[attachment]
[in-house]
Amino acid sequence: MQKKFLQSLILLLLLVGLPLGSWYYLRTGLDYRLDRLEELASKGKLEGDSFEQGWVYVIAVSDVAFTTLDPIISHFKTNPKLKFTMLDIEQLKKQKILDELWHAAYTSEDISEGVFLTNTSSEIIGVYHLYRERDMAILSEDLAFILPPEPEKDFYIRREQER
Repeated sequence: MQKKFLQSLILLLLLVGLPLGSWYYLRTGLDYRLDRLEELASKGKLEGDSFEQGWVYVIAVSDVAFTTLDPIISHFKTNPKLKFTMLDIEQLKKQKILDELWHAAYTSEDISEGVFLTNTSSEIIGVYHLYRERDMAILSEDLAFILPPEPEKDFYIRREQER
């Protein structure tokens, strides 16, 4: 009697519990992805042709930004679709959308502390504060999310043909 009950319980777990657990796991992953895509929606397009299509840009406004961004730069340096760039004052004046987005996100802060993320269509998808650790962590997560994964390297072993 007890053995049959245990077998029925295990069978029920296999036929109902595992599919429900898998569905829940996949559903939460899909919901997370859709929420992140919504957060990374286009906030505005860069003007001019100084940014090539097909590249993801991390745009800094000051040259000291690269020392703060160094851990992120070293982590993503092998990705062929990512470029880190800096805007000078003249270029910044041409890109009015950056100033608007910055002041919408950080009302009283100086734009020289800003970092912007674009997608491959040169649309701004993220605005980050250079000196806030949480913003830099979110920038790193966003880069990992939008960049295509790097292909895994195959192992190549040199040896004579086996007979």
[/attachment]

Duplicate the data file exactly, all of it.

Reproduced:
[in-house]
Amino acid sequence: MQKKFLQSLILLLLLVGLPLGSWYYLRTGLDYRLDRLEELASKGKLEGDSFEQGWVYVIAVSDVAFTTLDPIISHFKTNPKLKFTMLDIEQLKKQKILDELWHAAYTSEDISEGVFLTNTSSEIIGVYHLYRERDMAILSEDLAFILPPEPEKDFYIRREQER
Repeated sequence: MQKKFLQSLILLLLLVGLPLGSWYYLRTGLDYRLDRLEELASKGKLEGDSFEQGWVYVIAVSDVAFTTLDPIISHFKTNPKLKFTMLDIEQLKKQKILDELWHAAYTSEDISEGVFLTNTSSEIIGVYHLYRERDMAILSEDLAFILPPEPEKDFYIRREQER
């Protein structure tokens, strides 16, 4: 009697519990992805042709930004679709959308502390504060999310043909 009950319980777990657990796991992953895509929606397009299509840009406004961004730069340096760039004052004046987005996100802060993320269509998808650790962590997560994964390297072993 007890053995049959245990077998029925295990069978029920296999036929109902595992599919429900898998569905829940996949559903939460899909919901997370859709929420992140919504957060990374286009906030505005860069003007001019100084940014090539097909590249993801991390745009800094000051040259000291690269020392703060160094851990992120070293982590993503092998990705062929990512470029880190800096805007000078003249270029910044041409890109009015950056100033608007910055002041919408950080009302009283100086734009020289800003970092912007674009997608491959040169649309701004993220605005980050250079000196806030949480913003830099979110920038790193966003880069990992939008960049295509790097292909895994195959192992190549040199040896004579086996007979």